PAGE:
Ever since I hung up my barista apron and reentered the job market, I’ve written dozens of cover letters. One thing I realized–besides don’t include completing a 12-step program on your résumé–is that my grammar has fallen apart. So, I compiled some grammatical rules for me and anyone else who wants their writing to be correct and presentable.
Who vs. That
“Who” refers to people. “That” refers to things.
Tom is someone who likes music.
Dancing is also something that Tom likes.
Their, There & They’re
“Their” denotes ownership. “There” denotes a place. “They’re” is short for “they are.”
Tom sings and dances to “Timber” in his bathrobe there by his front window.
Tom doesn’t see the boys riding by on their scooters outside.
Suddenly, Tom realizes they’re laughing and pointing at him.
Then vs. Than
“Then” situates action in time. “Than” compares two things.
The boy in the TapouT shirt calls Tom a “beyotch” and then flips him off.
Tom feels like dancing a lot less than he did a minute ago.
It’s, Its and More It’s
“It’s” is short for “it is” or “it has.” “Its” is the possessive form of “it.”
The next day it’s garbage day.
Tom finds that his garbage can doesn’t have its garbage inside.
It’s been knocked over and dumped on his lawn.
I.e. vs. E.g.
“E.g.” means “exempli gratia,” Latin for “for example.” “I.e.” means “id est,” Latin for “that is to say.”
Tom’s wife thinks an animal knocked over the garbage can, e.g. a coyote.
Tom doesn’t think it’s a coyote, i.e. it has to be those fucking kids.
Whose vs. Who’s
“Whose” is the possessive form of “who.” “Who’s” is short for “who is.”
Tom goes to the TapouT kid’s house whose lawn is never mowed.
Tom meets the kid’s father who’s also wearing a TapouT shirt.
Your vs. You’re
“Your” is the possessive form of “you.” “You’re” is short for “you are.”
Tom says, “I think your son knocked over my garbage cans.”
The father says, “You’re that beyotch who dances in his window.”
Was vs. Were
“Was” refers to something that happened. “Were” refers to something contrary to fact.
Tom could’ve explained to the father and son if it was not for their laughter drowning him out.
Tom wishes he were someone with strong character, but he’s not, so he goes home.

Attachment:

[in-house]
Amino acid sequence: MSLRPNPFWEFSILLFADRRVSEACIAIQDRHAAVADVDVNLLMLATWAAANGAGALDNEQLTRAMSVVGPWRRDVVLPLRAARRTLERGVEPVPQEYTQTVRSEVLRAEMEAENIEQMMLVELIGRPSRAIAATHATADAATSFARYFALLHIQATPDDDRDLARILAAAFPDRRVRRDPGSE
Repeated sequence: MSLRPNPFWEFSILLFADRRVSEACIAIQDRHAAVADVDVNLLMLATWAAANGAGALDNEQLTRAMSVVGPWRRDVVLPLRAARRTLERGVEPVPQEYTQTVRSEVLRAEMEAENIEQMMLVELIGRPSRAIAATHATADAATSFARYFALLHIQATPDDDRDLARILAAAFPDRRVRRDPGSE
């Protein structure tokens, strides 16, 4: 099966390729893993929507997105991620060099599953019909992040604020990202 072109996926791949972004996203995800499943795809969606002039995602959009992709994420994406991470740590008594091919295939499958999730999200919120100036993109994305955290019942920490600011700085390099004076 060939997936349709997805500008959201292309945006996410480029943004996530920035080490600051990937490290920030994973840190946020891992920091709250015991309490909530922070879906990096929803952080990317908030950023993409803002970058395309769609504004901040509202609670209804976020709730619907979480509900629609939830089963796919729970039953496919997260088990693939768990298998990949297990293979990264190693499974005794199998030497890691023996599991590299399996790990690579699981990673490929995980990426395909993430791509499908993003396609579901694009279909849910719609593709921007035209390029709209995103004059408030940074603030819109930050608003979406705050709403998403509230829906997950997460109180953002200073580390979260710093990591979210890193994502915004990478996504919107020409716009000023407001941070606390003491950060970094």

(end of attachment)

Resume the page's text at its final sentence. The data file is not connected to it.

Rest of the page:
The Dangling Modifier
This occurs when the wording of a phrase modifies the wrong subject or object.
In a tall glass, Tom makes a gin and tonic.
The correct wording is:
Tom makes a gin and tonic in a tall glass and berates himself for being such a beyotch.
Into vs. In To
“Into” indicates movement. “In to” is two separate words, “in” and “to.”
Tom sneaks back later that night and dumps the father’s garbage into the street.
When the father emerges from the garage, where he was probably making meth or something, Tom runs, but the father jumps in to stop him.
That vs. Which
“That” introduces an essential clause. “Which” introduces a non-essential clause.
The father pummels Tom with fists, feet, knees, forehead, the boy’s scooter–items that he is deft at using.
Tom’s self-defense moves, which he learned in junior high, are useless.
Fewer vs. Less
Use “Fewer” for something that can be counted, “less” for something unquantifiable.
As Tom limps home, he sees no fewer than six coyotes knocking over his garbage can.
Later, Tom sits in his bathrobe and drinks gin until he is no less than unconscious.
Lay, Lie, Laid, More Lie and Lay Again
“Lay” means to set down. “Lie” means to be in a horizontal position. The past tense of “lay” is “laid.” The past tense of “lie” is “lay.” “Lie” also means to be deceptive.
Tom lays his hand on the snooze bar and lies in bed instead of working the next day.
Tom lies and tells his work he’s sick.
They tell him to turn in his apron, he’s fired, but Tom tells his family they laid him off.
Tom lay in bed for three more days after that.
Should’ve, Not Should Of
It sounds like “should of,” but “should’ve,” short for “should have,” is correct. Same for would’ve and could’ve.
Tom’s wife says he should’ve had a backup career plan, and maybe if he could’ve aspired to more than serving coffee at a vape shop she would’ve stayed instead of leaving him for her boss.
Lose vs. Loose
“Loose” means relaxed. “Lose” means to fail to keep.
Tom drinks more gin and almost buys a gun before going to an Indian casino that claims to have loose slots.
Tom proceeds to lose all of his savings.
Whom vs. Who
“Whom” is the object of a verb. “Who” is the subject.
After Tom gets a DUI for crashing into a church, he sits in his cell and wonders whom he can blame.
Tom has an epiphany that he is the only one who is to blame.
Since vs. Because
“Since” refers to time. “Because” refers to causation.
Since the Pechanga incident, Tom is sober and writing dozens of cover letters in hopes of landing a job to pay back his parents for his legal fees.
Through therapy, he has completely dealt with his anger and inferiority issues.
Me, Myself & I
“Me” is the object of a verb. “I” is the subject.
Well, maybe not completely, but other than the occasional vapor lounge crying sesh I’m doing pretty well, and that’s good enough for my sponsor, Miguel, and me.
In fact, any day now I’ll find a job that pays a lot and a new wife who loves me for who I am, and she and I will move somewhere without trashy fathers and sons who look like Tom Sizemore but uglier, and then you’ll all be the ones that are beyotches, and you’ll regret stepping on my feelings, you dumb fucking shits. I still love you, Sarah!!!
Next week: punctuation.
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